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A general history of the world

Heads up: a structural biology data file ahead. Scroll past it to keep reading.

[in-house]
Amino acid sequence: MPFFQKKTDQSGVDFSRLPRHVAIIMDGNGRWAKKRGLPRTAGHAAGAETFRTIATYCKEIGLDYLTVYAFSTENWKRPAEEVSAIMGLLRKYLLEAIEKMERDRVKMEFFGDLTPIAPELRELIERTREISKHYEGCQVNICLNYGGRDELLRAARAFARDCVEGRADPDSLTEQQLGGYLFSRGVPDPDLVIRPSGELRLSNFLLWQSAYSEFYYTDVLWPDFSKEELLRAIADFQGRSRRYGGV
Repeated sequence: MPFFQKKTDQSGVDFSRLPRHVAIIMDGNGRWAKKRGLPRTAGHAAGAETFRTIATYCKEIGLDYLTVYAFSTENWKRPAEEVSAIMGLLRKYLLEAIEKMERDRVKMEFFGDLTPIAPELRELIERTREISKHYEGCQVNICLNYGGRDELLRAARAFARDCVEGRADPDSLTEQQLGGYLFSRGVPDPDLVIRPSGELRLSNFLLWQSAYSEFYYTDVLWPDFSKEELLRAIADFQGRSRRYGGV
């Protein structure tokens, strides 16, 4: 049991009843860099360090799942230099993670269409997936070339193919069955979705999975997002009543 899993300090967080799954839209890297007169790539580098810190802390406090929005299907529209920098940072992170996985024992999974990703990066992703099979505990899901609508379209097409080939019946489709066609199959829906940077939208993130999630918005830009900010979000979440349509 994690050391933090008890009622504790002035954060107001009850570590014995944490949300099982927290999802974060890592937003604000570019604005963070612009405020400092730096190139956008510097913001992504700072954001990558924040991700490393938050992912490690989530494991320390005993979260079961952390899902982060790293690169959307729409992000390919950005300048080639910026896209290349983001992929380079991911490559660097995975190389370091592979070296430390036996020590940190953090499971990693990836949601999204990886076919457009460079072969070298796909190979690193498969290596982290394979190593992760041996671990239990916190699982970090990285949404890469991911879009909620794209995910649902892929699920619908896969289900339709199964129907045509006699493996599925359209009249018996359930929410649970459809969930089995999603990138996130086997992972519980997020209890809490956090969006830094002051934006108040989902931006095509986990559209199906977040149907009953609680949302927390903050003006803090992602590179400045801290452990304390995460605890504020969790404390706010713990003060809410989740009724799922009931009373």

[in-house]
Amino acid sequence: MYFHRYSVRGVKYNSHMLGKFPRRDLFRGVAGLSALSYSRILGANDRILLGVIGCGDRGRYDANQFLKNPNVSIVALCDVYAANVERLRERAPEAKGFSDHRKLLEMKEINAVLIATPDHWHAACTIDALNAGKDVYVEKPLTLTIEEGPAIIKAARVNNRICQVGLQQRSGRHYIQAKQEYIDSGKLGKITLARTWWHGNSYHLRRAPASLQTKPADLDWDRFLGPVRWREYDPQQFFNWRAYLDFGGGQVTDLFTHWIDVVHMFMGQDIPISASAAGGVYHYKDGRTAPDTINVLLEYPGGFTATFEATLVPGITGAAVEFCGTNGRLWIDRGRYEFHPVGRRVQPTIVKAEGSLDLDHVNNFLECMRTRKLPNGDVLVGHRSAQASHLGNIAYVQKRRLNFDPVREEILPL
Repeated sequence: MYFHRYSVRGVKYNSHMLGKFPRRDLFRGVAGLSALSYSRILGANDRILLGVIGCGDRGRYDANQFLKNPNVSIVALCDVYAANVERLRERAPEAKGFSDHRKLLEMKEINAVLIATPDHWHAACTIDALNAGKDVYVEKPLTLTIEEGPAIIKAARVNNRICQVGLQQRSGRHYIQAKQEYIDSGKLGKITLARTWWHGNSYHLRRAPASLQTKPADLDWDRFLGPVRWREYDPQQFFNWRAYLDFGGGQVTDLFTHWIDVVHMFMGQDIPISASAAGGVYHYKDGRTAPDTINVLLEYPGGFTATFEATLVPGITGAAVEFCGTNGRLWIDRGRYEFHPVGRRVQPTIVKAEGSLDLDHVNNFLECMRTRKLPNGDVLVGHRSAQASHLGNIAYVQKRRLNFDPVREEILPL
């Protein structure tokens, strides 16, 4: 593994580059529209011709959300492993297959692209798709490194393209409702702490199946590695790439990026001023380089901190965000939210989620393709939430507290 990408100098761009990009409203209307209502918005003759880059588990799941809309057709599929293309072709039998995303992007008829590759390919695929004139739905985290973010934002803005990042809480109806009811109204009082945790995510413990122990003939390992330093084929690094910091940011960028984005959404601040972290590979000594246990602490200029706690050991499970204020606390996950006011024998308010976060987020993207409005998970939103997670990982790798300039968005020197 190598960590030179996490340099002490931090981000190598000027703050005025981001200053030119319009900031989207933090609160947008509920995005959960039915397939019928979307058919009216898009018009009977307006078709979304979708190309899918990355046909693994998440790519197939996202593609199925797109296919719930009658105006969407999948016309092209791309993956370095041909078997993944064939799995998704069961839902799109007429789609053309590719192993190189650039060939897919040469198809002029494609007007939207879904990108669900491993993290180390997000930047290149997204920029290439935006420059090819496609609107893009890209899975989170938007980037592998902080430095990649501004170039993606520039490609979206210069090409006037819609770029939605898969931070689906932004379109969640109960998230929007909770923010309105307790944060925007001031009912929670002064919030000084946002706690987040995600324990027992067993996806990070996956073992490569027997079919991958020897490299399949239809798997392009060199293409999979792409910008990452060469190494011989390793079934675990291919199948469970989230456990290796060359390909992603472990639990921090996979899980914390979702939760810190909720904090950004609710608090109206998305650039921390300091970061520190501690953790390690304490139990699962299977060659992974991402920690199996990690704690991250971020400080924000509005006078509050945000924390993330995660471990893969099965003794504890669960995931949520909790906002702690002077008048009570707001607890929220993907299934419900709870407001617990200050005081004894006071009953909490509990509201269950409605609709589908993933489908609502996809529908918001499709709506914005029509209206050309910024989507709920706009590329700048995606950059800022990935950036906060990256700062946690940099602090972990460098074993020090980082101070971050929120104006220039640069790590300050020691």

When the uprising began on May 10, 1857, the British were taken by surprise and put on the defensive. However, the uprising was mainly confined to the north and did not extend to the whole country. Even most of the important native States remained loyal to the British and provided invaluable assistance. The British were thus able to counterattack about four months later, and by July 1858 the uprising had been suppressed. Atrocities were committed on both sides: the Indians massacred many captives, the British burned villages and killed the inhabitants indiscriminately. A month after the suppression of the uprising, Parliament passed the "India Act" which ended the rule of the East India Company and replaced it with the rule of a monarch. Since then, India has been ruled by a huge ruling group, whose base is in India and whose apex is the Minister of State of India in London. The Minister of State of India is a member of the Cabinet and is usually allowed a free hand by his colleagues. The most senior official in India is the Governor-General, who acts as the direct representative of the monarch and generally serves for a term of five years. The Governor was assisted by an Executive Council of five, none of whom were Indians before 1909. Beneath these top officials are the famous Indian civil servants who collect taxes, maintain law and order, and oversee the judicial system. Before 1919, the members of this small but noble group were almost all British graduates from Oxford and Cambridge. The Indian civil service runs a lower local administration staffed entirely by Indians. It is through these Indian officials in the lower echelons of the bureaucracy that the power of the government seeps into the masses. The efficiency of the British rule in India was reflected in the fact that in 1900 the British civil administration in India totalled 4,000, while the Indian civil administration numbered 500000. In 1910, the Indian Army consisted of 690 British and 1300 Indians. It should be noted that the British position in India was based not only on the army and bureaucracy,disc air diffuser, but also on the surviving Indian princes. Before the uprising, the English used to take over some duchies without compunction when the situation was right. But after the revolt, this policy was completely changed, so that India remained from that time like a bed of rags: made up of some 550 native States, intermingled with a number of British Indian provinces. Lord Canning, the first governor after the uprising, explained the reason for this change of policy in 1860: "If we can maintain many native States without political power and only as royal instruments,lamella tube, then we can survive in India as long as we maintain our maritime hegemony." Another governor, Lord Lytton, declared after the year ZO: "Henceforth we shall cause the English sovereign to support the hopes, aspirations, opinions, and interests of the powerful native nobility." Obviously, however sincere the British officials in India were, they had no direct contact with the views of the Indians. Most of them have tried in good faith to understand and correct the ills inherent in a huge, unrepresentative bureaucracy. But their preconceptions, which are of course British, prevent them from seeing the full implications and effects of their decisions. As Englishmen, for example, filter nozzle ,rapid sand filters, they often see the adoption of English law as a great boon, when in fact it often acts as an agent of social division. We shall now examine the influence, deliberate or otherwise, of Great Britain on her Indian empire. IV. Influence of Britain Economic influence The British influence on India was first manifested in the economic field, and this was naturally the case from the time the British arrived in India in search of markets and commodities. Especially after the Americans became India's masters, they decisively, though often unwittingly, influenced India's economy. This was the case when Lord Cornwallis introduced a form of private property in land in the Lower Ganges area with his momentous Fixed Levy Act of 1793. In the past, tax collectors have been state officials responsible for collecting the state's share of the harvest from the many villages assigned to them. At this time, however, some of the tax collectors were transformed into British landlords, that is, land tax collectors, while most of the villagers, who had formerly enjoyed the hereditary right to use the land, were now in the position of rent servants who could be refunded at any time by the landlord. It was estimated that the new landlords received a little over £30 million a year in rent from the peasants, but they had to turn over ten of eleven of this to the British authorities, leaving one eleventh for themselves. The "permanence" of this arrangement is the requirement that the total amount of land rent handed over each year by the land collector shall remain the same at all times thereafter. This proved to be a windfall for the new landowners, who by the time of the Second World War were collecting between 12 million and 10 million pounds a year in rent, while still paying the original 3 million pounds to the state. The motive behind this strange contract was explained by the later Governor, Lord William Bentinck, as follows: If If security requires opposition to popular agitation or revolution, I should say that the fixed-dues law, though a failure in many other respects and in its most important essence, had at least one great advantage: it created a large number of wealthy landowners who were extremely concerned with the continuation of British rule and the complete control of the masses. The British did gain the loyalty of the land tax collectors, but they also caused a revolution in the village that they did not foresee at all. The old arrangement of the Commons now gave way to individual ownership, contract law, hypothecation, distress, and auction. In the past, the collection of land tax was quite flexible, while in this time, the tax amount was fixed, and the tax had to be paid on a set day, otherwise the private property had to be auctioned by the government to repay the tax arrears. In addition, these strange new laws are enforced by foreign officials who speak foreign languages and, as a rule, have little understanding of local issues and customs. In these cases, many Indian farmers have lost their land or are hopelessly in debt. Gradually but irresistibly,wall penstocks, the traditional, non-commercial, self-sufficient life of the Indian village came to an end.